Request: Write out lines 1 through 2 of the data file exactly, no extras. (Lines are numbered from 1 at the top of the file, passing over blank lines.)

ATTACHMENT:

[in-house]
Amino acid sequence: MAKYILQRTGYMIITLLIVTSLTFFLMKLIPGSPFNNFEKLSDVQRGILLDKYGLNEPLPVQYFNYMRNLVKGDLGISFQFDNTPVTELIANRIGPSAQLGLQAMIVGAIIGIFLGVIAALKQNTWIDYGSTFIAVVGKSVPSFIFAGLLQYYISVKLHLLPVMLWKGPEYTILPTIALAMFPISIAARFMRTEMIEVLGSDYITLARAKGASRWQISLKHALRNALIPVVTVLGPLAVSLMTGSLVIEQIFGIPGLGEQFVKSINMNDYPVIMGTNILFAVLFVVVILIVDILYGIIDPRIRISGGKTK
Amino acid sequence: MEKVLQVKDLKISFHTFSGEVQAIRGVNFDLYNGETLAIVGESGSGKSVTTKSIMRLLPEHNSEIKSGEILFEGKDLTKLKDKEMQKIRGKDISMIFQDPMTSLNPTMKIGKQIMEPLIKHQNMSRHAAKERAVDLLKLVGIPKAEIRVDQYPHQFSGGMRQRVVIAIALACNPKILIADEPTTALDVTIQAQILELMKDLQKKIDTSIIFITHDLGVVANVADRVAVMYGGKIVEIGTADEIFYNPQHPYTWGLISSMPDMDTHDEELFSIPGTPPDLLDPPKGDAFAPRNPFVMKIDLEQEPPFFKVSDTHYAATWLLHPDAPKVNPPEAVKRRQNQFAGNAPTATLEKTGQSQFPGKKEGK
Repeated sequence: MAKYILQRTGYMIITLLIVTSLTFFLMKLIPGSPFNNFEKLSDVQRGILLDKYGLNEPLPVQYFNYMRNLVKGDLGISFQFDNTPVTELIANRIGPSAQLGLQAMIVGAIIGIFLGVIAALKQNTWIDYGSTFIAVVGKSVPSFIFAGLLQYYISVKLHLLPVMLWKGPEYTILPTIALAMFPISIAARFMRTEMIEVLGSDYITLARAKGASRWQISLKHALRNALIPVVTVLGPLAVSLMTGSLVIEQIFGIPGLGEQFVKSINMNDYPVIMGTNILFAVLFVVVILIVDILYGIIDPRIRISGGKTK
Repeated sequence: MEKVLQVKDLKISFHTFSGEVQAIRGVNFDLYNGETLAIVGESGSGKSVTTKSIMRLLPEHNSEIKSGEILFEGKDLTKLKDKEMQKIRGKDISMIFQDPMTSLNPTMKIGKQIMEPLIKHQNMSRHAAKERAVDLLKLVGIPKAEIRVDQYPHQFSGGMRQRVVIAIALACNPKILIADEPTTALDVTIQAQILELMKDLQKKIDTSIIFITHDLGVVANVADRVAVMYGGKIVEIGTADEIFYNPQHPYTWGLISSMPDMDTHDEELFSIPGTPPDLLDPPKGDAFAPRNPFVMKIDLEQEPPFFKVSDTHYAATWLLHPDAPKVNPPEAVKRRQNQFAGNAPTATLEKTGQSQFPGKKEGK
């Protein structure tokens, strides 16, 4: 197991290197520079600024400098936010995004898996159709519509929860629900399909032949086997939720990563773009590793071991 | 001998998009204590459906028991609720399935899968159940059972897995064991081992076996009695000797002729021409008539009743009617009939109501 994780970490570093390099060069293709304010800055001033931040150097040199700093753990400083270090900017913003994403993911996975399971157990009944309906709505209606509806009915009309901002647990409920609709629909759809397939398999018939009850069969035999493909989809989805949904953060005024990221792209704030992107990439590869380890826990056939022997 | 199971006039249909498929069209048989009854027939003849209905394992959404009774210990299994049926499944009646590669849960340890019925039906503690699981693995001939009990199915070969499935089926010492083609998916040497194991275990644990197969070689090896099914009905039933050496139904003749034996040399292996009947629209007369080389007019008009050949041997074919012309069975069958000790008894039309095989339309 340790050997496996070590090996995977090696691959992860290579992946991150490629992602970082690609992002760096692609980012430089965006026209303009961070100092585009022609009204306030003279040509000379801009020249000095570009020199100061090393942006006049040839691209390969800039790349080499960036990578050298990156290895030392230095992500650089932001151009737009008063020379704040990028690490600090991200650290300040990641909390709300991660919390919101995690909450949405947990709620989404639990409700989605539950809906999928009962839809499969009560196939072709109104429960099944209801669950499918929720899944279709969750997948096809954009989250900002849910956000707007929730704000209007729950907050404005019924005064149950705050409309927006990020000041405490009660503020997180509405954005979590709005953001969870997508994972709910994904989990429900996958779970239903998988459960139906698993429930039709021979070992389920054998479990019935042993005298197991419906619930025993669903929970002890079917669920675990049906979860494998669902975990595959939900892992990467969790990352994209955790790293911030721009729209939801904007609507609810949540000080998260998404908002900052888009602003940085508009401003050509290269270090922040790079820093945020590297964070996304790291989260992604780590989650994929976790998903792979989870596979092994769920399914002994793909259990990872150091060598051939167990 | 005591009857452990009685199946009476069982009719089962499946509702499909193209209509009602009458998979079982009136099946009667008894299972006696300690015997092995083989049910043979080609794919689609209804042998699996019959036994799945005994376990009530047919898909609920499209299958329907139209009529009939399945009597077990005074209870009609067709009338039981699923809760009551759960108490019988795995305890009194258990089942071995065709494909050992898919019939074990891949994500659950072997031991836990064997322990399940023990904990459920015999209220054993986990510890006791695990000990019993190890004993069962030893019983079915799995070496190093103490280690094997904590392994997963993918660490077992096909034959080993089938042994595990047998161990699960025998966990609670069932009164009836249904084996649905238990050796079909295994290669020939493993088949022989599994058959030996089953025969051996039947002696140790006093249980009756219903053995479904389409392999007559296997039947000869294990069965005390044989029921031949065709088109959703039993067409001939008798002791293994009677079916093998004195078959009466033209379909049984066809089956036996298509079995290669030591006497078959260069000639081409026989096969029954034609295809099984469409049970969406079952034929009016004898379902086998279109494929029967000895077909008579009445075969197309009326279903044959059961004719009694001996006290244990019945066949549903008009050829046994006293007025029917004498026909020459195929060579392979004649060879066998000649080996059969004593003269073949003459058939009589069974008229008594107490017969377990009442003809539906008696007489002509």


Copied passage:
[in-house]
Amino acid sequence: MAKYILQRTGYMIITLLIVTSLTFFLMKLIPGSPFNNFEKLSDVQRGILLDKYGLNEPLPVQYFNYMRNLVKGDLGISFQFDNTPVTELIANRIGPSAQLGLQAMIVGAIIGIFLGVIAALKQNTWIDYGSTFIAVVGKSVPSFIFAGLLQYYISVKLHLLPVMLWKGPEYTILPTIALAMFPISIAARFMRTEMIEVLGSDYITLARAKGASRWQISLKHALRNALIPVVTVLGPLAVSLMTGSLVIEQIFGIPGLGEQFVKSINMNDYPVIMGTNILFAVLFVVVILIVDILYGIIDPRIRISGGKTK